Out into the warm and glittering Hong Kong night, a number of us wearing new shirts we managed to purchase between arrival and the workshop. The hard thing, as everybody knows, is NOT to shop in Hong Kong. We're enjoying it so far!

May: Meanwhile in Guilin

We parted from our patrons in Beijing and they went on to Guilin. From these photos they sent, it looks like a good time.

Too bad there's not a new concert hall there for us to sing in - but the point of going to Guilin is to escape the massive urban environments and appreciate the magnificent and ancient landscapes.

Our patron tours are organized by La Fugue in Paris which has done trips for us to Verbier in 2007 and Vienna-Prague-Budapest last year. Their specialty is surprises along the way - ie events not listed in the itinerary - such as this dinner in a cave and tea in front of one of the world's most beautiful landscapes.

Friday, May 8, 2009

May: Shenzen

We received beautiful bouquets - roses and orchids -during the huge applause at the end of our concert in the Shenzen Concert Hall. A great hall - and what an acoustic ! really superb- as it turns out by Yasuhisa Toyota, the acoustician who did LA's Disney Hall. The audience was one of the most quietly energetic and attentive anywhere ever. Not a peep out of them, just a very studious focus all along, and an eruption of appreciation at the end.

We always go straight into the hall and onto the stage, so often we don't see the rest of the hall until the end of the concert. In Beijing we never saw the public entrance to the national theater - it was too far, and the security too intense.

The titles announce our concert, and continued announcing the numbers as we went along.

The Shenzen Concert Hall, designed by Arata Isosaki and opened in 2007 ( same year as the Suzhou Grand Theater) - attached by a bridge to the Shenzen Library. It seems that every important city in China has a new performing arts facility.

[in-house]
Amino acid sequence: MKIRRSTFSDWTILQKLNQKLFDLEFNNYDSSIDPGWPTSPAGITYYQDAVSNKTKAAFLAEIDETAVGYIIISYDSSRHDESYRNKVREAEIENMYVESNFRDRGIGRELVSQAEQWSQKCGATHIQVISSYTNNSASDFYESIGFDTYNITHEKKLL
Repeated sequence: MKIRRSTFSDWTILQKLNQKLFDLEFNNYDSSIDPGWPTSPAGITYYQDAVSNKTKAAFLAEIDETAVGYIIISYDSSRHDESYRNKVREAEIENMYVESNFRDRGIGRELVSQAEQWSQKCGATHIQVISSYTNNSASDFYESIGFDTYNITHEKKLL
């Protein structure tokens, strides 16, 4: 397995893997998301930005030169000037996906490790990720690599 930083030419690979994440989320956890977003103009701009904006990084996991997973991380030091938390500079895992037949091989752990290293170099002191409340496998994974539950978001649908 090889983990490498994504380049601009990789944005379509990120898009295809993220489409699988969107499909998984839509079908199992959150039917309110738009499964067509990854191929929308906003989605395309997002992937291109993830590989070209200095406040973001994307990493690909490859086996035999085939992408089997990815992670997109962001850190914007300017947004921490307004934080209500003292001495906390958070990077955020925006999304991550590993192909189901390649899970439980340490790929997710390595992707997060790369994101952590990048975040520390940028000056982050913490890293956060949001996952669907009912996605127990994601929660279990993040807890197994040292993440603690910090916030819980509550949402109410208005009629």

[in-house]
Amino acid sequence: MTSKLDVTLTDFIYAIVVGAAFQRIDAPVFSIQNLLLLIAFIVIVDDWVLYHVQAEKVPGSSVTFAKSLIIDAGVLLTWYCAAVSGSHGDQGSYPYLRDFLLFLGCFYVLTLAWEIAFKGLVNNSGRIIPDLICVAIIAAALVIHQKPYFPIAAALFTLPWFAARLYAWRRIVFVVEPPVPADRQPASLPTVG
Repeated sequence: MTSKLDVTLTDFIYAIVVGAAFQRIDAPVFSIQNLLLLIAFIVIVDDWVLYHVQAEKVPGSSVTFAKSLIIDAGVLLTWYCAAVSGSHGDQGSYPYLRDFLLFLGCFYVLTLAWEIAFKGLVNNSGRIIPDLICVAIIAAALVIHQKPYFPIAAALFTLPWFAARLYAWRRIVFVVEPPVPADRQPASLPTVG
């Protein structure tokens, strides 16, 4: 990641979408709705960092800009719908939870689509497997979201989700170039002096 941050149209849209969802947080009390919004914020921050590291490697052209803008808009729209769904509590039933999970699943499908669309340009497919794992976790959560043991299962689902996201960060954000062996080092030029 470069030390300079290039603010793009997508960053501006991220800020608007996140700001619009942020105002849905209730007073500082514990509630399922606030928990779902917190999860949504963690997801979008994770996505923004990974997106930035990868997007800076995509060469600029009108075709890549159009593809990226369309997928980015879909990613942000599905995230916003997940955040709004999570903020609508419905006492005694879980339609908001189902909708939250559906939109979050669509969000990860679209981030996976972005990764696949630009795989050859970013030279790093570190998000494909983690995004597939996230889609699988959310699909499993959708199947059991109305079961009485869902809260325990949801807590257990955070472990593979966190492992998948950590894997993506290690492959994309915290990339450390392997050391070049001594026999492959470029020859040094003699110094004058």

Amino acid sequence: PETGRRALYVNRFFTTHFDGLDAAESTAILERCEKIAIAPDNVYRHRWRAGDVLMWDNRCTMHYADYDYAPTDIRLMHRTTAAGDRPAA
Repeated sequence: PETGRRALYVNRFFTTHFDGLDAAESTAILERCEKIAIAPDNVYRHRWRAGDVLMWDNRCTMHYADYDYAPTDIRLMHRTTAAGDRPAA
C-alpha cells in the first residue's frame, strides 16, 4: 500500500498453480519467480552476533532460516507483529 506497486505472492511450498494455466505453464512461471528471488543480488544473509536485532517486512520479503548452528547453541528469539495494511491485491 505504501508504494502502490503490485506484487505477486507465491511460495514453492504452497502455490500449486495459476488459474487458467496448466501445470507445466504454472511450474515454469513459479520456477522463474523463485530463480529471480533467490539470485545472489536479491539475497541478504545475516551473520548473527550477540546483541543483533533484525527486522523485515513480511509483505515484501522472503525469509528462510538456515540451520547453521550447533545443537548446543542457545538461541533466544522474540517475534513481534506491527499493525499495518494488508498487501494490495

An interesting feature of this hall to us were the two musical instrument stores in the lobby. The Baldwin piano store was heavily frequented before the show, and kids were having their pictures taken with the pianos. As always there were a lot of small children at the concert who seem to be completely focussed. The rule is that you have to be at least 1.2 metres or at least 6 years old to be allowed in although clearly that rule is not inflexibly enforced.

Exiting into the sultry Shenzen night (there's a tropical feel here, very different from the dryness of Beijing) for our post concert dinner. The red lights are on the elevator shaft.

We had a fantastic Cantonese meal offered us by Xu Xiao, Artistic Director of the Concert Hall (on the right). It was especially agreeable to be eating outdoors.

We hope we get to come back to this hall. Meanwhile we're off to Hong Kong, and we leave you with this thought from a poster in the lobby.

Thursday, May 7, 2009

May:Beijing to Shenzen

On the move again for the three hour flight to Shenzen- our last stop in mainland China.

On the way to the airport we stop off in the artistic zone of 798 -former warehouses and factories which have been made into galleries and studios for artists. We met our patrons at the Ullens Center for Contemporary Chinese Art for a tour and lunch.

Under a portrait of the museum's founders, Guy and Miriam Ullens, we start our tour of the exposition. We had met the Ullens first in 2000 when we performed for them in Venice. Shortly before this museum was to open two years ago, they hosted us to a magnificent evening in Verbier where we were performing. Having heard a lot about the museum on that occasion, we had been looking forward to seeing it, as well as a little bit of the rest of 798.

The exposition now showing (they change every two and a half months, which is amazing given the size of the installations) is a very sombre look at man's propensity to build monumental edifices, their inevitable decline, and the return of everything to nature. The departure point for the artist was the Nanjing-Yangtse bridge which began as one of the most grand and ambitious engineering achievements and which is now viewed in a different light. The yellow object in the first picture, the first piece in the show, is a ship which has sunk. It's a powerful and disturbing exposition.

This room sized piece puts us in another sunken ship. Real ( former) water buffalo on the floor...